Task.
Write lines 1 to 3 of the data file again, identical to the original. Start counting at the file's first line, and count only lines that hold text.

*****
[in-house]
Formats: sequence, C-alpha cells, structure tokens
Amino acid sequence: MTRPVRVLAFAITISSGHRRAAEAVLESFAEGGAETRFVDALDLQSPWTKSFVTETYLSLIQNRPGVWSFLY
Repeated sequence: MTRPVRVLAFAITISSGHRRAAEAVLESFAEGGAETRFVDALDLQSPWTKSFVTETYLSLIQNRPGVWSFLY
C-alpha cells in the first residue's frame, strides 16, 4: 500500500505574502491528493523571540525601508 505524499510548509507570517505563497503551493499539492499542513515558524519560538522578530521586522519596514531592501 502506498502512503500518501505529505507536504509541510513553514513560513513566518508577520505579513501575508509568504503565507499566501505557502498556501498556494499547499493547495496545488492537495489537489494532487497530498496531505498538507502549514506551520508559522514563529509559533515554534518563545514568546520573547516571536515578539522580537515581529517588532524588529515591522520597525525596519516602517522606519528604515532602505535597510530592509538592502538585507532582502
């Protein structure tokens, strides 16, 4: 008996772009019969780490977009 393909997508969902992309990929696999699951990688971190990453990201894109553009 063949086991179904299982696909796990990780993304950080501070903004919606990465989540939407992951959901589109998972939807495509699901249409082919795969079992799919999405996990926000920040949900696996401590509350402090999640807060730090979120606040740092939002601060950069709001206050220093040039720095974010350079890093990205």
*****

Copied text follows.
[in-house]
Formats: sequence, C-alpha cells, structure tokens
Amino acid sequence: MTRPVRVLAFAITISSGHRRAAEAVLESFAEGGAETRFVDALDLQSPWTKSFVTETYLSLIQNRPGVWSFLY